Thursday, 23 October 2008

Call to 'shame and stop' bank greed

RAM - Residents Action Movement Media release 22 October 2008 Tomorrow Reserve Bank governor Alan Bollard is widely predicted to slash the official cash rate by an unprecedented 1% in order to moderate the effects of the global economic crisis. The 1.3 million Kiwi homeowners paying off a mortgage will be keen to see whether the Reserve Bank's cut is matched by a reduction of the same magnitude in their trading bank's interest rate. A fortnight ago, when the Reserve Bank of Australia cut the official interest rate by 1%, the big Australian banks reduced their interest rates by only 0.8%. "In a co-ordinated move, the Aussie banks boosted their already massive profits at the expense of Aussie home buyers," said Grant Morgan, chair of RAM - Residents Action Movement. "Their New Zealand subsidiaries will adopt the same greedy tactic here as well if they think they can get away with it. We need to shame them and stop them," said Mr Morgan. INTEREST RATE SURVEY Several days ago RAM initiated a financial survey which has so far attracted around 250 responses in Auckland, Wellington and Whangarei. One of the three survey questions asks: "Do Australian-owned banks in New Zealand charge mortgage interest rates that are too high?" "90% of respondents replied yes to this question. The survey's interim results indicate that an overwhelming majority of Kiwis think the Big Four banks are interest gouging," said Oliver Woods, co-leader of RAM candidates group and a candidate for Auckland Central. "RAM is standing in the election to give voice to the voiceless who are being shafted by corporate interests like the big banks," said Mr Woods. PROTECT OUR PEOPLE CAMPAIGN RAM is launching a "Protect Our People, Not the Speculators" campaign. Different elements of the campaign include reducing the cost of home loans, removing GST from food, making speculators pay with a Financial Transaction Tax and lifting the minimum wage to $15 an hour. "RAM's Protect Our People campaign won't end on polling day," said Grant Brookes, co-leader of RAM candidates group and a candidate for Wellington Central. "We are a people's movement. So after the election, RAM will continue to mobilise the grassroots around things like winning 3% state loans for first-home buyers of modest means, and forging a broad coalition around a referendum petition to remove GST from food," said Mr Brookes. BACKGROUNDER ON THE BANKS Here are the Big Four banks in New Zealand and their Australian owners: ANZ National Bank - owned by Australia & New Zealand Banking Group (Australia). This amalgamation of the ANZ Bank and the National Bank constitutes the biggest banking operation in New Zealand, holding over one-third of home mortgages ($55 billion).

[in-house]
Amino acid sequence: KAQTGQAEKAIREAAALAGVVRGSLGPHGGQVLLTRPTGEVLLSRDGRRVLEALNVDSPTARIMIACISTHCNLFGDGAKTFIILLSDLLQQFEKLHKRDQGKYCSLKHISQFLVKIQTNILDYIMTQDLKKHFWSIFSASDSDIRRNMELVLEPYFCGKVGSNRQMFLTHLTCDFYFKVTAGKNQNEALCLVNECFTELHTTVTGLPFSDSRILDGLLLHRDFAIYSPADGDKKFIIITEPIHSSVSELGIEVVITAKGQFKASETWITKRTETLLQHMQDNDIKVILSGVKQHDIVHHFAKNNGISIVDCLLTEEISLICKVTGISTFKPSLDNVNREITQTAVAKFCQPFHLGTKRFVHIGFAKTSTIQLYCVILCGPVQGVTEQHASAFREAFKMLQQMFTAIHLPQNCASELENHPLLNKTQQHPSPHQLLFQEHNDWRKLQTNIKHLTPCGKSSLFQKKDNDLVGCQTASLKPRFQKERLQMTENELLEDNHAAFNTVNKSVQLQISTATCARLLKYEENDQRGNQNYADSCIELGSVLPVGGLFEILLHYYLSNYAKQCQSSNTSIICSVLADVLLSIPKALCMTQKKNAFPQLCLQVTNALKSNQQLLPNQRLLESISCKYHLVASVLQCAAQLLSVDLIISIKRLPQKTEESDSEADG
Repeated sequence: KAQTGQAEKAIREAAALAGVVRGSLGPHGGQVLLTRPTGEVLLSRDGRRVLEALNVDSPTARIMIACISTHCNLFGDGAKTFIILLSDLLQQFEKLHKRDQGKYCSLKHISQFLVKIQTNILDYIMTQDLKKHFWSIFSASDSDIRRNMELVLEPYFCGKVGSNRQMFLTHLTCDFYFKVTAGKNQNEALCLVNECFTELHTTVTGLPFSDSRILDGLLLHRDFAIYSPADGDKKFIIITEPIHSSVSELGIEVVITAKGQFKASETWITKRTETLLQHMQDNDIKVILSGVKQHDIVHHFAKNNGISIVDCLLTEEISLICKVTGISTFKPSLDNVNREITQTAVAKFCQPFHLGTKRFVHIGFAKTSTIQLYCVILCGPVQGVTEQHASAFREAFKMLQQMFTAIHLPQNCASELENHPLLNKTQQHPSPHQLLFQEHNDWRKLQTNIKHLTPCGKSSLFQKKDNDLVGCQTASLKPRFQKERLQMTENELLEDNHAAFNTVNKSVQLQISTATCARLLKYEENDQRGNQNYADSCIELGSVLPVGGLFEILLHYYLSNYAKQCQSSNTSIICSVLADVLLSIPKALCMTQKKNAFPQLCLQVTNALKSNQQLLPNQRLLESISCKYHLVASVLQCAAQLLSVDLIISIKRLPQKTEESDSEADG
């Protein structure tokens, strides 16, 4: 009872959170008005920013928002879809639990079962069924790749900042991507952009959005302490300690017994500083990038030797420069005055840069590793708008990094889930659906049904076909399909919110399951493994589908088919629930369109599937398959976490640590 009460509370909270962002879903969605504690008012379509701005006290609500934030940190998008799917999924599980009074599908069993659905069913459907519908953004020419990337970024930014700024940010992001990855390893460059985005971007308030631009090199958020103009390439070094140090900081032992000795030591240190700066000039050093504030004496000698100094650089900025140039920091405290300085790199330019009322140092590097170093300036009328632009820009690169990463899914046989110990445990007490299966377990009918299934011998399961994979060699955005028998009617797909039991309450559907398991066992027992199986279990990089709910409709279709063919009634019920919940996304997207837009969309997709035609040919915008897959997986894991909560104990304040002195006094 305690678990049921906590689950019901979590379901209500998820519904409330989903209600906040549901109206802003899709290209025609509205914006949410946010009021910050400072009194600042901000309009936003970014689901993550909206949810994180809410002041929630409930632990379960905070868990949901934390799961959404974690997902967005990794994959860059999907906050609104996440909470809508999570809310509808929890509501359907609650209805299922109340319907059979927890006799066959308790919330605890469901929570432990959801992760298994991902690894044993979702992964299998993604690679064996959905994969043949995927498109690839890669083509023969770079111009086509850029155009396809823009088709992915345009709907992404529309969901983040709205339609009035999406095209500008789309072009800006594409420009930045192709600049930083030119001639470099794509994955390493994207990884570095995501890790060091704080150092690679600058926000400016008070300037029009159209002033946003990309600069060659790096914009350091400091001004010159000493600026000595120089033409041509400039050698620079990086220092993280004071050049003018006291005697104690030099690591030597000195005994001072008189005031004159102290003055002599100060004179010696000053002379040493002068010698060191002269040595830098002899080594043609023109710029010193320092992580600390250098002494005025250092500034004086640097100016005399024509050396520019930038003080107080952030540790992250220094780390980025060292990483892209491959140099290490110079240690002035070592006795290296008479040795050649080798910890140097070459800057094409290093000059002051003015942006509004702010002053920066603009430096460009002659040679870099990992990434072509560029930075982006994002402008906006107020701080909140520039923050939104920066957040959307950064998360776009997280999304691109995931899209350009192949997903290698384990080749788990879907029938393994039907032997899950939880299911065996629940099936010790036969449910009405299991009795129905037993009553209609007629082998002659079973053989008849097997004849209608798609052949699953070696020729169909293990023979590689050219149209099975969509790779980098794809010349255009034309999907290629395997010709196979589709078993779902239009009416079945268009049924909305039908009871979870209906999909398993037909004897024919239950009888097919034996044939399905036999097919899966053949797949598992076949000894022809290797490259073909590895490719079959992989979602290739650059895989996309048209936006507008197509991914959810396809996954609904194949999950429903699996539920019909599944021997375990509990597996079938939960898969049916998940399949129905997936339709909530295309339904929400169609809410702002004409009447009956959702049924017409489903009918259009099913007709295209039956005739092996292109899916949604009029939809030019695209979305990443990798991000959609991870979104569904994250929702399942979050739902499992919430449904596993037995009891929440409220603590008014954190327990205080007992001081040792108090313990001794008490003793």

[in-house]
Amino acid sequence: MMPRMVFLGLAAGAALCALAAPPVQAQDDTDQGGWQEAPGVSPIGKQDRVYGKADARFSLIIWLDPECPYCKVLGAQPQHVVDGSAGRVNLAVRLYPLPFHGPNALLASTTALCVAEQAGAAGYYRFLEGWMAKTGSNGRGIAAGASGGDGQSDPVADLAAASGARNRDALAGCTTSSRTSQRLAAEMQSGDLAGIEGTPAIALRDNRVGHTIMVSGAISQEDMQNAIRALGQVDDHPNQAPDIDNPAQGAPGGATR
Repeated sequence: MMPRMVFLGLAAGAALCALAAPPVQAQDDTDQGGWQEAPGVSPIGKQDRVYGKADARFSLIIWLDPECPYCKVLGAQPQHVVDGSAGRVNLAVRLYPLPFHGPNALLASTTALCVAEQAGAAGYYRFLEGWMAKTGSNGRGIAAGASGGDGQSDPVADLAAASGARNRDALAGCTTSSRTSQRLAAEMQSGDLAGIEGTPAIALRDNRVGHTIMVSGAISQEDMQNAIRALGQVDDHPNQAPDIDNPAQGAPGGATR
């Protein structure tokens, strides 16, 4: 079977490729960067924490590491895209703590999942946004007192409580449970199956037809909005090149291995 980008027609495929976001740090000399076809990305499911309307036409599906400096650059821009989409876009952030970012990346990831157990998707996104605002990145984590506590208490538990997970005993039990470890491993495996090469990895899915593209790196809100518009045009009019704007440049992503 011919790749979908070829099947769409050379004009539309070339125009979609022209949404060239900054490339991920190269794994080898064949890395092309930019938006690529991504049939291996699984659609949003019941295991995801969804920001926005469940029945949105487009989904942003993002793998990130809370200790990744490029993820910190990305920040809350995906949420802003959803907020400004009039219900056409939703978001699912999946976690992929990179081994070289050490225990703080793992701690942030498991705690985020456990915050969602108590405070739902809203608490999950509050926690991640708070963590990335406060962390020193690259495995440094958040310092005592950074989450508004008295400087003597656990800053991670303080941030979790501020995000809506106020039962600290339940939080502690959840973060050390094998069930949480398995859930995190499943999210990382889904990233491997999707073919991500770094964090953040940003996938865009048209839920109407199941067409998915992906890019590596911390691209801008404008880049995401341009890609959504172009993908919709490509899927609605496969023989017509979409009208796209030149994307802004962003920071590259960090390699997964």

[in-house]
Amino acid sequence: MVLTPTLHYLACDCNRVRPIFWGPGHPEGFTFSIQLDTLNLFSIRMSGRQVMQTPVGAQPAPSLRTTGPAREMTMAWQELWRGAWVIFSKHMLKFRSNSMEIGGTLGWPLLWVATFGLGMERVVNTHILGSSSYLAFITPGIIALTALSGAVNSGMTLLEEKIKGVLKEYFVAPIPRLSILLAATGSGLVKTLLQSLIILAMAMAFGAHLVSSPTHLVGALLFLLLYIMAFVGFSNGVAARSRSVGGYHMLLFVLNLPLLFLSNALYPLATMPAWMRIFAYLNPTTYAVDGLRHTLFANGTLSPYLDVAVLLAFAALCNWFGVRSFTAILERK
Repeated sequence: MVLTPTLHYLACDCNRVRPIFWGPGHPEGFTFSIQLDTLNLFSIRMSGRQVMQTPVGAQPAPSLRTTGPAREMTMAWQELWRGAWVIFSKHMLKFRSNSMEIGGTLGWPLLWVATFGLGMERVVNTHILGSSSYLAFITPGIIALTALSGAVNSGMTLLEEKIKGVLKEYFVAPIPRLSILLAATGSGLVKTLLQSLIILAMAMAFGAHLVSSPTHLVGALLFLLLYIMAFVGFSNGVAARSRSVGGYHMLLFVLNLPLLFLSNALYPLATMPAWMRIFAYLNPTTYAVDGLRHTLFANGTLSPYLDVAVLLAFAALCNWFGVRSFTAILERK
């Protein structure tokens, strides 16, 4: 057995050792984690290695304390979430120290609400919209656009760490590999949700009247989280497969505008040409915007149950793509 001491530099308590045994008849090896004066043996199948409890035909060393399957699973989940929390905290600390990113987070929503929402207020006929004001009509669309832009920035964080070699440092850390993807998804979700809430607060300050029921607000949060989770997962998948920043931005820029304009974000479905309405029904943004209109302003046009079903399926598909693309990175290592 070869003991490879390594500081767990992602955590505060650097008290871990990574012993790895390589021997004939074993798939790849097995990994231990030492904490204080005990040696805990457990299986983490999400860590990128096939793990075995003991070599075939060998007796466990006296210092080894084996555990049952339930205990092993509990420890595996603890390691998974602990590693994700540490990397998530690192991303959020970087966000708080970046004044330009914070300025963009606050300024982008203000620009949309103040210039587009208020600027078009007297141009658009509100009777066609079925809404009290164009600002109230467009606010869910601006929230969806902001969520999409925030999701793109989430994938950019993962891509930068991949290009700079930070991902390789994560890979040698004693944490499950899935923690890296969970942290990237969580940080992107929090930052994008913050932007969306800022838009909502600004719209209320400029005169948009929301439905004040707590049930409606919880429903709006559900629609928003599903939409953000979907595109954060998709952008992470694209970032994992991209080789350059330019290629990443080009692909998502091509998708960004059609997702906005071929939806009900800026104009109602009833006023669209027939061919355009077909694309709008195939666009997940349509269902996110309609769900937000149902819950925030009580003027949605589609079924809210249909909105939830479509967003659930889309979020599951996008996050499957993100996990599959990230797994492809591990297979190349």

Bank of New Zealand - owned by National Australia Bank. BNZ is the second largest bank in New Zealand as measured on total lending assets. Westpac- owned by Westpac Banking Group (Australia). ASB Bank - owned by Commonwealth Bank of Australia. The Big Four banks control 90% of the banking industry in New Zealand, putting them in a near-monopoly position. The Big Four banks have been hugely profitable. In the 2007 fiscal year, the ANZ-National Bank made an after-tax profit of $1.1 billion. "We expect to make more than a billion dollars profit again in 2008," said ANZ-National chief executive Graham Hodges. (NZPA 28.7.08.) The BNZ has announced an after-tax profit of $785 million in the 12 months to 30 September 2008. And ASB Bank cornered a $515 million net profit for the 2008 fiscal year. The Australian owners of the Big Four banks enjoyed a combined after-tax profit of A$15 billion in the last financial year, partly composed of wealth generated by their subsidiaries in New Zealand.

1 comment:

Richard McGrath said...

"The Big Four banks control 90% of the banking industry in New Zealand, putting them in a near-monopoly position."

I don't think the writer above understands what a monopoly is. Even if the Aussie-owned banks (this ownership, by the way, allows the users of these banks to contribute to foreign aid) were 100% of the market in NZ, they still wouldn't comprise a monopoly. A monopoly is a state-enforced single-seller market. Currently the state does not stop competitors such as Kiwibank from entering the market (in fact it forces taxpayers to help Kiwibank).